Q and A

Question

I’m 6 months pregnant. Is it safe to delay starting treatment?

I am 6 months pregnant and have just tested positive. My CD4 count is 256. I have to start now.

I didn’t get much info as I thought I am doing it for my baby but I find it difficult to deal with the fact that I have developed AIDS, and have to start treatment.

My question is, will it be dangerous for me to delay taking the treatment for myself and only take the one for the baby. Since I think it was my emotional state that made my CD to be low.

I am very healthy and eat well. Please advise.

Answer

Firstly, congratulations on your pregnancy.

I am sorry about your recent HIV diagnosis. I can appreciate that it cannot be easy dealing with a diagnosis during pregnancy and then knowing that you need to start taking treatment straight away. Can I ask if your doctor has put you in contact with support groups for people living with HIV? Many women find it helpful sharing experiences and coping with being HIV positive and pregnant.

Technically, a CD4 count of 256 doe not mean you have ‘AIDS’ as the US defines this as being less than 200, but it does mean starting treatment is very important.

Your doctor is giving you good advice. Starting treatment (ART) straight away is important.

The WHO (World Health Organisation) guidelines recommends all HIV positive pregnant women start ART. This is regardless of the CD4 count. These meds will be good for your health and good for your baby. The meds should get your viral load to undetectable befire your baby is born. Sometimes this takes longer than three months.

Viral load refers to the amount of virus in your body. An undetectable viral load (below 50 copies) means that there is very little virus in your body and is therefore the best way of preventing transmission to the baby.

Continuing ART afterwards is also recommended, but should be discussed with your doctor. As your CD4 count is 256, it is better to continue taking treatment after the baby is born.

The good news is that ART should increase your CD4 count. Although sometimes if you start taking treatment in pregnancy your CD4 count may not increase very much. If  this happens, don’t worry, your CD4 count will catch up after the baby is born. For more information on HIV and pregnancy, please follow this link to our guide to  HIV, pregnancy and women’s health. The guide also answers a lot of general questions about HIV and pregnancy.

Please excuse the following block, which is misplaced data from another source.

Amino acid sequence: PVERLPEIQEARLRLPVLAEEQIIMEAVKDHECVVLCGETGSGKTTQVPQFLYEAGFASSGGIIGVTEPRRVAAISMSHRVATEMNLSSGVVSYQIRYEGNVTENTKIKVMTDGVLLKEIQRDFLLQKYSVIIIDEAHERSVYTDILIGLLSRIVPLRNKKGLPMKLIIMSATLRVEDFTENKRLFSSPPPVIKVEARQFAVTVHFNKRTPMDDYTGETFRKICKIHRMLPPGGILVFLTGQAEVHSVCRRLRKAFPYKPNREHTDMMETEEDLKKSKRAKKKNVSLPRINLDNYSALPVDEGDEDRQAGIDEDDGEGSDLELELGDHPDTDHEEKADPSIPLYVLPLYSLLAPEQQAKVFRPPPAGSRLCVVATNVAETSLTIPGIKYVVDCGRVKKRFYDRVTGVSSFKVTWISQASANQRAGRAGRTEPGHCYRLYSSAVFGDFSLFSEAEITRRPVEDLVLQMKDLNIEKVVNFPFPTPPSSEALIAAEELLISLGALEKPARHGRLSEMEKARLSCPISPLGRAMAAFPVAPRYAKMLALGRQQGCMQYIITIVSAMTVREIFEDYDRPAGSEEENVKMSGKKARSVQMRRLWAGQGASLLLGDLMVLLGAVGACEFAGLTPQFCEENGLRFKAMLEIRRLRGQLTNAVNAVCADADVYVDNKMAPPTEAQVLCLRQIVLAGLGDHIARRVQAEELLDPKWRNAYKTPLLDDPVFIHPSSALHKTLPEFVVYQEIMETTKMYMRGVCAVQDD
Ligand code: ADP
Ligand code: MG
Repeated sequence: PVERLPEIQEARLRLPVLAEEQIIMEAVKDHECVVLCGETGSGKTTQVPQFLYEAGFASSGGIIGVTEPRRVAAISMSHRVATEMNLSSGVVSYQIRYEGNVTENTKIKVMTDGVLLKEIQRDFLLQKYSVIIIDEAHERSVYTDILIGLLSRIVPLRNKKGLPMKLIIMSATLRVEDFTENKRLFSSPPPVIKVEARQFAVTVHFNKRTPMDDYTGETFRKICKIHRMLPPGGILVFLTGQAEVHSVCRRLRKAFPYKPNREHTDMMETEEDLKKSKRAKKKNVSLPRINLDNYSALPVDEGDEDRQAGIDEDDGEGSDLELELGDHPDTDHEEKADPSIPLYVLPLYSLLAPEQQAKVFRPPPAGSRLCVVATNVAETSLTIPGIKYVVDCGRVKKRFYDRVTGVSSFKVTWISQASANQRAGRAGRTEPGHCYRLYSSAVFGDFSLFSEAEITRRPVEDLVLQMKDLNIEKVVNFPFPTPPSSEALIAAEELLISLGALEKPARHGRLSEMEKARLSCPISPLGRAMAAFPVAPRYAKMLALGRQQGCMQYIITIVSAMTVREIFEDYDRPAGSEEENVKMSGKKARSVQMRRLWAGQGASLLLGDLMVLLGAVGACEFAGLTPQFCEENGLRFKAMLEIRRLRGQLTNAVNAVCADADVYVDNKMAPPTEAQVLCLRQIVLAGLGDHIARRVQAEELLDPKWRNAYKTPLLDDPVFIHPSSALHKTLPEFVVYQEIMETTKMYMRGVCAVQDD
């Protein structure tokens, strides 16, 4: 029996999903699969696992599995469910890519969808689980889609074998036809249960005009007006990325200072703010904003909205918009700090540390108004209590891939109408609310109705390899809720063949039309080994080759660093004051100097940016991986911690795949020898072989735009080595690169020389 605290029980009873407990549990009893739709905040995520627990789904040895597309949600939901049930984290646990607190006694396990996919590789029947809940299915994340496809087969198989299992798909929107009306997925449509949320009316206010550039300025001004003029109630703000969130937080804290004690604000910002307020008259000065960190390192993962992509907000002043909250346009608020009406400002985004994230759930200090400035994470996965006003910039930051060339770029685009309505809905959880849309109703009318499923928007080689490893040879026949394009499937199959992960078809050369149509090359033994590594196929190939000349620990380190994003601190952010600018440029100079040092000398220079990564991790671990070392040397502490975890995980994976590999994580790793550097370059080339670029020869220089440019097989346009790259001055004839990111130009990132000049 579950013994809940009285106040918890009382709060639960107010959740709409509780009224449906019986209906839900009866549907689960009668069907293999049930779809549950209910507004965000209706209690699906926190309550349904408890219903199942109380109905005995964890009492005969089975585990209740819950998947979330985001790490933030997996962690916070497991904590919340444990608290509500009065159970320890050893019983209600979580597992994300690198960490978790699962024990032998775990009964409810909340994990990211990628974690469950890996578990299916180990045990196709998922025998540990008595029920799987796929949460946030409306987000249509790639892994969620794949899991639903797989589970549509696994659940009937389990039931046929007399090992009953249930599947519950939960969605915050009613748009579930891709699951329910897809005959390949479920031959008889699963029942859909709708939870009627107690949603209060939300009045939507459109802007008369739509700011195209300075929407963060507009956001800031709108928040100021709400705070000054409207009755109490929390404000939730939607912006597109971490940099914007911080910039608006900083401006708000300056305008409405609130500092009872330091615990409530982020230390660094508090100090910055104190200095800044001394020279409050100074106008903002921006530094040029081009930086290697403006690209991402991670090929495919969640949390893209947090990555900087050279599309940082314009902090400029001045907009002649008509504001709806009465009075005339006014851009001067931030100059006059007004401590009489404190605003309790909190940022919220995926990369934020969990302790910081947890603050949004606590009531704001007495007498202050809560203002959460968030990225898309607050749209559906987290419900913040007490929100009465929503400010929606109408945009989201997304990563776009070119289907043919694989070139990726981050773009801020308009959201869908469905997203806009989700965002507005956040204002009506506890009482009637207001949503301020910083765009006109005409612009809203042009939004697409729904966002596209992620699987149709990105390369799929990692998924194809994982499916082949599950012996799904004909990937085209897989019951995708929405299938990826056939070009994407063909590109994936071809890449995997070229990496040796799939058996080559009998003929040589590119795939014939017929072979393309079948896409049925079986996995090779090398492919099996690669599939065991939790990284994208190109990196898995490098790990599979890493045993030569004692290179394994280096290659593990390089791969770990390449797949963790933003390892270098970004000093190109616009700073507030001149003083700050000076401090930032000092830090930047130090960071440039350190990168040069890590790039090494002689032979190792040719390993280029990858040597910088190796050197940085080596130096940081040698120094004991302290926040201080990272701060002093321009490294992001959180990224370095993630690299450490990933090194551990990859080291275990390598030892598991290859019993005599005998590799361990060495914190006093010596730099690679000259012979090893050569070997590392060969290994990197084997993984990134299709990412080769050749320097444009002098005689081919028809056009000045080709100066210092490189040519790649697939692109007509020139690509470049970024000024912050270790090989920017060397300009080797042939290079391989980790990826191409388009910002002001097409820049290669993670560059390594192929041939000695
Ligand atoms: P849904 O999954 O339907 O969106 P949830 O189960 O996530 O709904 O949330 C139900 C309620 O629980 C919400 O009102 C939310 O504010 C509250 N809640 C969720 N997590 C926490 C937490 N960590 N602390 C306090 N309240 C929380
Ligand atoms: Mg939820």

It is good that you eat well and lead a healthy lifestyle. Avoiding stress, eating a balanced diet and taking exercise are all good for your general health and well being. However, this will not necessarily increase your CD4 count. ARVs are the only proven way of increasing and maintaining a good CD4 count.

As you are based in South Africa, you may find it useful to contact TAC (Treatment Action Campaign). They will be able to put you in contact with support groups near you. You may also find it useful to read TAC’s guide to Pregnancy in our lives.

Good luck for the rest of your pregnancy.

Note: This answer was updated in February 2018 from a question first posted online in April 2012.

226 comments

  1. Lisa Thorley

    Hi Anonymous,

    How are you coping with your diagnoses? Are you getting any support? Have you started taking ARVs?

    Being diagnosed can be hard, more so if you’re pregnant. However, it’s very possible to have a negative child.

    What’s important now is that you engage with treatment for HIV (that is if you haven’t already) and that you adhere to your medication.

    It’s the ARVs that will help reduce the risk of HIV to your baby. There’s more information about this in this guide:

    https://i-base.info/guides/pregnancy

  2. Anonymous

    Hi am 4months pregnant and I tested positive is still my unborn safe plz help

  3. Lisa Thorley

    Hi Sydney,

    How are you coping with your diagnosis? Are you getting any support?
    Now that you know your status, it’s important that you take ARVs. No only will the ARVs help you, they’ll also reduce the risk of transmission to your baby, please see here: https://i-base.info/guides/pregnancy

  4. Sydney

    I’m 2month pregnant and I test positive for hiv what can i do to protect my unborn baby from hiv

  5. Lisa Thorley

    Hi Sly,

    Though you’ve started taking ARVs late in pregnancy, it’s still possible that your baby will be negative. There’s info on what to expect if your viral load is still detectable when you deliver here: https://i-base.info/guides/pregnancy

  6. Sly

    Hi

    I started taking arvs when I was 6 months pregnant, is my baby still safe from getting infected? Or is it late.

Comment

Your email address will not be published. Required fields are marked *